Jaeyook Bokkeum | SWDD 016


JaeYook Bokkeum
Hangul: 제육볶음
English Name: spicy marinated pork with rice
Literal translation: spicy stir-fried pork

Simply put, Jaeyook Bokkeum is marinated pork stir-fry with mixed vegetables. It’s a straight forward dish that can be found at all types of restaurants and is enjoyed regularly all across Korea. Despite this fact, the dish is sometimes overlooked when people reference popular Korean foods.

The meat, which can consist of various cuts of pork, is marinated in that sweet and spicy gochujang based sauce that is often used in other Korean dishes. Hot pepper paste (gochujang), hot pepper powder (gochugaru), soy sauce, sesame oil, and other supplementary ingredients are mixed together to form a thick savory coating that is certain to add a ton of flavor to the pork and sautéed vegetables.

Jaeyook Bokkeum may come across as “spicy” to those who aren’t particularly fond of hot food. However, any who enjoy a little kick from time to time will likely find the dish to be mild at best.

Filling the role of the main dish during meals, jaeyook bokkeum is served among many side dishes. Like many other gochujang based meals, at least a side of rice is almost always served along with the dish.

Enter Jaeyook Dap Bapbob-694825_640

You’ll hear jaeyook bokkeum referred to as Jaeyook Dup Bab when served over a bed of rice instead of with an order of rice on the side. There’re a couple of quick notes to keep in mind when ordering these two dishes at a restaurant.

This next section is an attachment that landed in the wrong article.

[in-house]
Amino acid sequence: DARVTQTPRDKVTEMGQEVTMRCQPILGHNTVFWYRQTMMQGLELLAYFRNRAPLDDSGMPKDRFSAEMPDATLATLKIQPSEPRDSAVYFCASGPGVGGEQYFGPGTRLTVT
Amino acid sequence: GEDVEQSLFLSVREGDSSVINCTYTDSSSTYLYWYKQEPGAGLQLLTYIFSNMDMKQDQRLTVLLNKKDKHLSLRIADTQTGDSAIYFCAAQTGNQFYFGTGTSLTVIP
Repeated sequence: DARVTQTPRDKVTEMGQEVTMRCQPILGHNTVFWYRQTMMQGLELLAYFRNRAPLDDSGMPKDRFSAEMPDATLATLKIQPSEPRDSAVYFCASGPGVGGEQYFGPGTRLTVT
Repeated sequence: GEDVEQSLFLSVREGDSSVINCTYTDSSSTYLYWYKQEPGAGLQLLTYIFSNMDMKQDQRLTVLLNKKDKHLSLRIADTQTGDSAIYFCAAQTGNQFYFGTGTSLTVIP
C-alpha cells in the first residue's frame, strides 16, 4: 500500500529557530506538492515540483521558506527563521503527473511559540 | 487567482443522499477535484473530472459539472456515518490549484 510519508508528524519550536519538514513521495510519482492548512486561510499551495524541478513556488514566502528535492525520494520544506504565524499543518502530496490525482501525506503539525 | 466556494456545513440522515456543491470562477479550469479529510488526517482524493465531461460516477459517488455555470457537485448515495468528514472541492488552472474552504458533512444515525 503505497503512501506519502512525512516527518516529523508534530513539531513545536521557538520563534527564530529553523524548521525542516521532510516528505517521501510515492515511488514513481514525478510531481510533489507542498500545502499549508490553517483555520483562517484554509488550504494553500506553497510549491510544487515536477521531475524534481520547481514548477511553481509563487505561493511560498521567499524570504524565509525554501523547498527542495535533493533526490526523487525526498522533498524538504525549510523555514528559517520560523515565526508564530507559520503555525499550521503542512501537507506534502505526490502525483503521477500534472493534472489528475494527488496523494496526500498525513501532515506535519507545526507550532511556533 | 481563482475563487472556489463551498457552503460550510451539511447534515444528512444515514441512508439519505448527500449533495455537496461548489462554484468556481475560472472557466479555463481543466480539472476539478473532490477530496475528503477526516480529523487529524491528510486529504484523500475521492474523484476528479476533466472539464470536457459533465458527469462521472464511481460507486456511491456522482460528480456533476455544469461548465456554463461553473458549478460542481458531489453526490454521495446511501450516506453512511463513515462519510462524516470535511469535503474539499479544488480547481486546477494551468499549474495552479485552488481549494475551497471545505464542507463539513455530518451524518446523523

Jaeyook Dap Bap will always be a single serving size and will always have the stir-fried pork and veggies on top of the bed of rice.

Jaeyook bokkeum is sometimes served in large portions intended for two people. It’s a good idea to verify the serving size before placing your order. You can do this in two ways:

– Description – the word “2 inbun” which means 2 servings will be visible if the meal is meant for two.

– Price – If it’s a little on the expensive side, 15,000 won for example, you can be fairly certain that it’s a double serving.

I remember being surprised the first time I encountered Jaeyook Dup Bap because I found it strange that I had been in country so long (about 4 years) without ever trying it. It was one of those items on the menu at every Gimbap Eunhaeng, Nara, or Cheongug or similar restaurants that I’d somehow managed to overlook for the first few years I was here in country.